How many ideas were tossed around until a final decision was reached?

I wish I could give a specific number, but all I can say is that there were quite a few different ideas tossed around before reaching the final decision. We worked with various ideas and ended up with plenty of concepts to compare and choose from. Some changes are very small details, which is part of the process, and you’ll never know for sure what actually works best before you try it out. Luckily, the Chillhop team was full of ideas that we could try and keep the project moving forward.



Your branding and design work is minimal but really packs a punch. How did you discover your style? Have you always been minimalistic?

To be honest, I’m not really trying to be minimalistic or consider it as my personal style but it is something that comes naturally because, especially in branding, simple and minimalistic is usually better than overly complicated designs. I do think that “less is more” and I’m trying to follow that in my work as much as possible. I have always been interested in telling a story or conveying a certain feeling with just one simple picture or graphic. Also, minimalism is probably a common theme in my work because that’s the style many of my clients are looking for and it’s a popular theme in design nowadays.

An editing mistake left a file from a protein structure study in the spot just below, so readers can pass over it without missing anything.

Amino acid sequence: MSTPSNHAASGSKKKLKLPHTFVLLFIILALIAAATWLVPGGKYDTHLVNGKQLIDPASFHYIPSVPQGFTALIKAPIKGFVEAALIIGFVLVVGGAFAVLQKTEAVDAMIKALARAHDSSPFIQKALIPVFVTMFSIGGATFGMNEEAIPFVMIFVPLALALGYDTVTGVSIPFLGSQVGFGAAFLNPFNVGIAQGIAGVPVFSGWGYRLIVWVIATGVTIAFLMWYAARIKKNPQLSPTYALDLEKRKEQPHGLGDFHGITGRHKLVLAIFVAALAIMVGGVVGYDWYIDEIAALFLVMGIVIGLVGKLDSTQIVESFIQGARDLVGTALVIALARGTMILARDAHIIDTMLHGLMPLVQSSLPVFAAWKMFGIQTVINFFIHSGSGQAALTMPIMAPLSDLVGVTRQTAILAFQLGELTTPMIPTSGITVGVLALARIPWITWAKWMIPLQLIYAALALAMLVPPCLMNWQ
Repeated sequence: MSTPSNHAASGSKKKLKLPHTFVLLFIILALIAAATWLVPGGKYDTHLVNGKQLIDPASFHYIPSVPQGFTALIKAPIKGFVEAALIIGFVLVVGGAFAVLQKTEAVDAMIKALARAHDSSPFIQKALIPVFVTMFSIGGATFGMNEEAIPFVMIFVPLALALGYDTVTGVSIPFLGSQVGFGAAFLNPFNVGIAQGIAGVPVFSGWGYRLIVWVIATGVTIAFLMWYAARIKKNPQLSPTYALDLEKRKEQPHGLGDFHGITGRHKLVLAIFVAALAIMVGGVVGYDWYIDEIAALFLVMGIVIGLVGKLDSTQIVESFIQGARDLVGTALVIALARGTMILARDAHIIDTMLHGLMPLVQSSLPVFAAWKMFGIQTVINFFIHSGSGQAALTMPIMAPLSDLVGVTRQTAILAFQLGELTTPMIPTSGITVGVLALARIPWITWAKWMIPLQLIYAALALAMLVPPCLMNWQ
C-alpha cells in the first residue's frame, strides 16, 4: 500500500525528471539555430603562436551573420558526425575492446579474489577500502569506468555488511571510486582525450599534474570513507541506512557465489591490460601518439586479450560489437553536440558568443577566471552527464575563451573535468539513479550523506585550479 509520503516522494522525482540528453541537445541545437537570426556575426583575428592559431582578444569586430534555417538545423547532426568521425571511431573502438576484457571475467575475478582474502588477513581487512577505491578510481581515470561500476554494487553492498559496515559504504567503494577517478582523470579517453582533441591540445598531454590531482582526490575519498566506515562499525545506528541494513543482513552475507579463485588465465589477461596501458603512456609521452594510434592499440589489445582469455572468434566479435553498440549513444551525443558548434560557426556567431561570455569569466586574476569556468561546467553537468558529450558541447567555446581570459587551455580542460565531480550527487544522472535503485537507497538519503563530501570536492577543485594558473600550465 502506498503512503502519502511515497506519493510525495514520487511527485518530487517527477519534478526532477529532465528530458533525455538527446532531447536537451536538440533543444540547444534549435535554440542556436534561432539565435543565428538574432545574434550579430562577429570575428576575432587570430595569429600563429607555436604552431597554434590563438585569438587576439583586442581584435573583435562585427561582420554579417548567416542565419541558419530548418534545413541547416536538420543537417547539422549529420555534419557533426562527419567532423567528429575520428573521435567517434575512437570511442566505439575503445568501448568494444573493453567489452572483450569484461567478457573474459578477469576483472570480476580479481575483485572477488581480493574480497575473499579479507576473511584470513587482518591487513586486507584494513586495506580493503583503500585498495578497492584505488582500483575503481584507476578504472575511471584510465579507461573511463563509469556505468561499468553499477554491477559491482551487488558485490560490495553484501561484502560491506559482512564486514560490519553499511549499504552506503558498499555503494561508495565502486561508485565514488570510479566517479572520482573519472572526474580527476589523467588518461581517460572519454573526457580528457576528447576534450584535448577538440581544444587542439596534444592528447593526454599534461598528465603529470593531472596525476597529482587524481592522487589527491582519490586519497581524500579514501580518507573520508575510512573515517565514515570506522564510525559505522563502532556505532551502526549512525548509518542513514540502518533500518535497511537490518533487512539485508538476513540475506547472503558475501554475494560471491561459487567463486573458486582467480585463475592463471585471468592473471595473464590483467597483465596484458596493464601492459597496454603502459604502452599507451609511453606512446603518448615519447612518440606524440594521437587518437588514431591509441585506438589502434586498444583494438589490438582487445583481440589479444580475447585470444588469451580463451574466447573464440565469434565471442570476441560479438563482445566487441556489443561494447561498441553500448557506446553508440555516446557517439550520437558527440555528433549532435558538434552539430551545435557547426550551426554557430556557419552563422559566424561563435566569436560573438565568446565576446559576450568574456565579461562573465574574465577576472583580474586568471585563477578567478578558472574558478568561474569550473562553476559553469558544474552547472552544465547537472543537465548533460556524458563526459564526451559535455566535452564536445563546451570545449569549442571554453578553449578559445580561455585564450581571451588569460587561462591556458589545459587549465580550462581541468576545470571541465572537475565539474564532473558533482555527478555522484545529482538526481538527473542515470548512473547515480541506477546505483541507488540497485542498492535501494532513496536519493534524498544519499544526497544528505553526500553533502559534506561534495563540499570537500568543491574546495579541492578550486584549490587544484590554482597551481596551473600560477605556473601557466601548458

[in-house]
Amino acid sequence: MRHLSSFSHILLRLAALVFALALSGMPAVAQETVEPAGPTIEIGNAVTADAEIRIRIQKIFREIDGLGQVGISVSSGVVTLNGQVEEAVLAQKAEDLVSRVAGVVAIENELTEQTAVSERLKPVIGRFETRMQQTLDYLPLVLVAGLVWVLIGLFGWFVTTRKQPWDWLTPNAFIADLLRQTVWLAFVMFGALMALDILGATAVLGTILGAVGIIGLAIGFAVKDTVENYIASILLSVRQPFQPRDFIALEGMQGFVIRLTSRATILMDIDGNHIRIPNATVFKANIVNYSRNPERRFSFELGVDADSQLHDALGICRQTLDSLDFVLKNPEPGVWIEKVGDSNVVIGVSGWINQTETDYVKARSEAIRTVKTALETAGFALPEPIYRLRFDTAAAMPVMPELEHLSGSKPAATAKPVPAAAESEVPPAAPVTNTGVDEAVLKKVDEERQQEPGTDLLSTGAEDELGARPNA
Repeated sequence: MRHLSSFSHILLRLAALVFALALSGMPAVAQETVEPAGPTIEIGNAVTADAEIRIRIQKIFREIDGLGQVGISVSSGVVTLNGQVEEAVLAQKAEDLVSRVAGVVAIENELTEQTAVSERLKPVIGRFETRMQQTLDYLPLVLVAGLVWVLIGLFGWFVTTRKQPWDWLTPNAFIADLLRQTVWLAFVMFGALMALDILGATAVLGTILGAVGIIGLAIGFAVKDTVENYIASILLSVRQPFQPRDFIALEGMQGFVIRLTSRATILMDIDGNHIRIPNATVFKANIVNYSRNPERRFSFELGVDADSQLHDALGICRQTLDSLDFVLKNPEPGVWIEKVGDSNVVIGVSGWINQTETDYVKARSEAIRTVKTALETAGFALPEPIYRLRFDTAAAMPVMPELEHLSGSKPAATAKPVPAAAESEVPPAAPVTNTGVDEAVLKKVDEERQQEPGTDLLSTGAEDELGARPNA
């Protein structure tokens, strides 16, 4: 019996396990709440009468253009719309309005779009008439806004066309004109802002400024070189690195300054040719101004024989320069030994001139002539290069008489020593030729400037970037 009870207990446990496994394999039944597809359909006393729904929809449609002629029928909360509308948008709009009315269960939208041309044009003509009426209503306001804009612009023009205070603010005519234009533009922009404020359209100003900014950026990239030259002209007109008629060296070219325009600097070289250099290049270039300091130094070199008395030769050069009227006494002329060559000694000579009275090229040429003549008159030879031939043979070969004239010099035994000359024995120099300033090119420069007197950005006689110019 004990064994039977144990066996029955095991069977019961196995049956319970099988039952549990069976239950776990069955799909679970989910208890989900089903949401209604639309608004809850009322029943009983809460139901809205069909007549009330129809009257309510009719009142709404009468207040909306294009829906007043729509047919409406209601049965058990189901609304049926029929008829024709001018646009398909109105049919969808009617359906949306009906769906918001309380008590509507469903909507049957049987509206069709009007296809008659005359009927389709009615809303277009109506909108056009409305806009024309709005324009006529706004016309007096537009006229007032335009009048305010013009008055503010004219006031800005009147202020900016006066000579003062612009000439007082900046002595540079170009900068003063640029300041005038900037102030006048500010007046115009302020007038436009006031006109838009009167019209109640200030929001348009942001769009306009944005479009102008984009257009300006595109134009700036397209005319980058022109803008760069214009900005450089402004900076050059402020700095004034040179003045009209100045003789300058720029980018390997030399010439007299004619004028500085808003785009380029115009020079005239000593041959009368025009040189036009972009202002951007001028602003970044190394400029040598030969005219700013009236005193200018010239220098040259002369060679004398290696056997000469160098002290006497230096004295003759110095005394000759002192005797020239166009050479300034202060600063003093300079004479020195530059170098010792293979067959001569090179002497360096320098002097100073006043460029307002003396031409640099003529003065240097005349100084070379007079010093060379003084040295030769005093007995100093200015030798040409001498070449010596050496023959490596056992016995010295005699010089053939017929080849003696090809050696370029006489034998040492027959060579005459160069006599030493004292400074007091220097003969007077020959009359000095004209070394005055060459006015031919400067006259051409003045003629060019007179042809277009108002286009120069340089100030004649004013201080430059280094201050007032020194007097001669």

Prior to designing the logo for Chillhop, were you already familiar with the music label?

When I first got in contact with Chillhop I thought I wasn’t familiar with them, but I soon realised that I had been listening to their “Lofi hip hop study beats” stream a lot, I had a déjà vu when I went through their Youtube channel again. My girlfriend, on the other hand, was very familiar with them and is a big fan of the label.

If you can, please provide a photo of your workspace. If not, please describe it for us. What are some essentials?

I have an office at my home where I can lose myself in my work, which includes a simple table for drawing and a bed for power naps (or reading a book in some cases). Being a graphic designer, I think it makes sense to create an infographic explaining what the essentials of my workspace are.

What’s the rest of the year looking like for you?

2019 is looking like a busy year with interesting design projects but I’m also looking forward to taking some time to travel and discover new places. Traveling always brings me inspiration, and even after a short weekend trip to the seaside I feel energized and full of new ideas when coming back to my projects.

Is it difficult to split time between freelance work and personal projects?